Evolution of C, N, and O chemistry in planet-forming disks

C2H, HCN, and C18O emission observed towards HD 163296.

The volatile chemistry in disks is expected to evolve over time, though this evolution is poorly constrained observationally. We performed a survey of C2H, HCN, and C18O (tracers of the C, N, and O chemistry) in a sample of disks spanning young embedded sources through evolved protoplanetary disks, offering a systematic view of the volatile chemical evolution in disks. Understanding such chemical evolution is an important step in predicting how the volatile composition of planet-forming material changes at different stages in the disk lifetime

A survey of C2H, HCN, and C18O in protoplanetary disks (arXiv:1904.09315)

An evolutionary study of volatile chemistry in protoplanetary disks (arXiv:2006.12584)

Complex organics in protostars and protoplanetary disks

Low-mass protostars and solar system comets show close similarities in their organic compositions.

A key aim of astrochemistry is to understand the origin and inheritance of complex (6+ atoms) organic molecules throughout the star and planet formation sequence. I have performed observational surveys of complex organics towards protostellar envelopes, protostellar disks, and protoplanetary disks to help further our understanding of the types and abundances of organics present at different stages. Comparisons with comets, the most primitive objects in our solar system, reveal compositional similarities to protostellar material, suggestive of chemical inheritance from the earliest stages of star formation.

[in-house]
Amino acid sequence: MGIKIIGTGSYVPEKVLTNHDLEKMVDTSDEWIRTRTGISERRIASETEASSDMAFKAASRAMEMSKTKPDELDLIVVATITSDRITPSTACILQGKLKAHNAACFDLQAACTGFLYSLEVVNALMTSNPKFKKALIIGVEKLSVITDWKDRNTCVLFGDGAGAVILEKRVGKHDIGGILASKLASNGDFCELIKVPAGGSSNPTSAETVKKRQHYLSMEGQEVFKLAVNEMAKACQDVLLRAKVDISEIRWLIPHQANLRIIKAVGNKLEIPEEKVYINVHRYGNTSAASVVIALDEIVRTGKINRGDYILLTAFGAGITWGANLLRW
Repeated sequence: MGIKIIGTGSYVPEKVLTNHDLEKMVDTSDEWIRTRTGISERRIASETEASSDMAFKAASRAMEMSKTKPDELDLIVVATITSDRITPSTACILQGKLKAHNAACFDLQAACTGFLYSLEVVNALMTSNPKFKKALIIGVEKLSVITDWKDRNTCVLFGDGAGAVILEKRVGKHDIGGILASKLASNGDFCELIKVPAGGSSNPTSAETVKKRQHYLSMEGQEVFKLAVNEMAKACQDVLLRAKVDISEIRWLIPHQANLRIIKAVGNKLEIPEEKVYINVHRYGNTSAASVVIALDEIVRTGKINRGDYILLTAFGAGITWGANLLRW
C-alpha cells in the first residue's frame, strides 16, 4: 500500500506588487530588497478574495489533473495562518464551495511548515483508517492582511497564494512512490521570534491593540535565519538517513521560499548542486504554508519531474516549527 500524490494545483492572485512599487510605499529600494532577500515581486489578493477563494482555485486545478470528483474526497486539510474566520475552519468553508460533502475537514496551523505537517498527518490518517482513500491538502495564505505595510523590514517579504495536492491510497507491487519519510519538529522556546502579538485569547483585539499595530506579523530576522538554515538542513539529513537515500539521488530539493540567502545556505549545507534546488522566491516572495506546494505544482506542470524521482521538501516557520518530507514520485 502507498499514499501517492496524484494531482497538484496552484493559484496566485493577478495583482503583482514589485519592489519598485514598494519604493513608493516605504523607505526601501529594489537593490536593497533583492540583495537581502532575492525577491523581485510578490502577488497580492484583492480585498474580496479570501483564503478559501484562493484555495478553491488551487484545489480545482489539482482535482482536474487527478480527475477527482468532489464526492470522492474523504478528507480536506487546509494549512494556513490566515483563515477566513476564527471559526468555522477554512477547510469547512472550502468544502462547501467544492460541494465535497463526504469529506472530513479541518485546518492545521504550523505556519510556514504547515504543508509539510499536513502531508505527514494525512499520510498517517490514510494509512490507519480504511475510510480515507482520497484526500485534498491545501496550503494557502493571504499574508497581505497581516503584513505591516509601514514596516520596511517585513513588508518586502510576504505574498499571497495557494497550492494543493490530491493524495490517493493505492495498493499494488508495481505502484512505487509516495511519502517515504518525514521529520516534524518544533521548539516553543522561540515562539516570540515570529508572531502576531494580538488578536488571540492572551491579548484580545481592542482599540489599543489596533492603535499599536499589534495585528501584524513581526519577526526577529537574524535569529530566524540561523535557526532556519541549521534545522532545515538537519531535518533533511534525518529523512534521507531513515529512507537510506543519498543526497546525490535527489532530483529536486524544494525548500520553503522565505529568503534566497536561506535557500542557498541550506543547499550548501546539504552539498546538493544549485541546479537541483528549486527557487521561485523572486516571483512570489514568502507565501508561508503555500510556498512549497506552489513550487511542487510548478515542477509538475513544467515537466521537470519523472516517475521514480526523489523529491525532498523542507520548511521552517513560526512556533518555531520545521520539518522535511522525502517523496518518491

Complex organic molecules towards embedded low-mass protostars (arXiv:1705.05338)

Organic complexity in protostellar disk candidates (arXiv:1907.0779)

A survey of CH3CN and HC3N in protoplanetary disks (arXiv:1803.04986)

Experimental studies of ice-phase chemistry

Schematic of different microphysical processes that regulate ice chemistry.

Laboratory studies of ice chemistry offer insight into the energetics and mechanisms that drive chemistry in star-forming environments, a necessary complement to observational studies. My experimental work has focused on understanding (1) the formation of NH4 + salts, which may be important for sequestering nitrogen in comets, and (2) the chemistry of photo-produced oxygen atoms, which can react with hydrocarbons to form organics even at very low temperatures.

Kinetics and mechanisms of the acid-base reaction between NH3 and HCOOH in interstellar ice analogs (arXiv:1608.00010)

Methanol formation via oxygen insertion chemistry in ices (arXiv:1707.01120)

Oxygen atom reactions with C2H6, C2H4, and C2H2 in ices (arXiv:1903.10981)

Phosphorus in protostars

The outflow of B1-a traced by SiO, where PN and PO were detected.

Phosphorus is a key bioelement on Earth, yet there are very few astronomical constraints on how it is inherited during the star formation sequence. We detected the phosphorus molecules PO and PN towards the low-mass protostar B1-a, just the second detection towards a Sun-like (low-mass) star forming region. The phosphorus carriers are emitting from a shocked outflow and have a very low gas-phase abundance, implying that most phosphorus is sequestered in dust grains.

Detection of phosphorus-bearing molecules towards a Solar-type protostar (arXiv:1910.04539)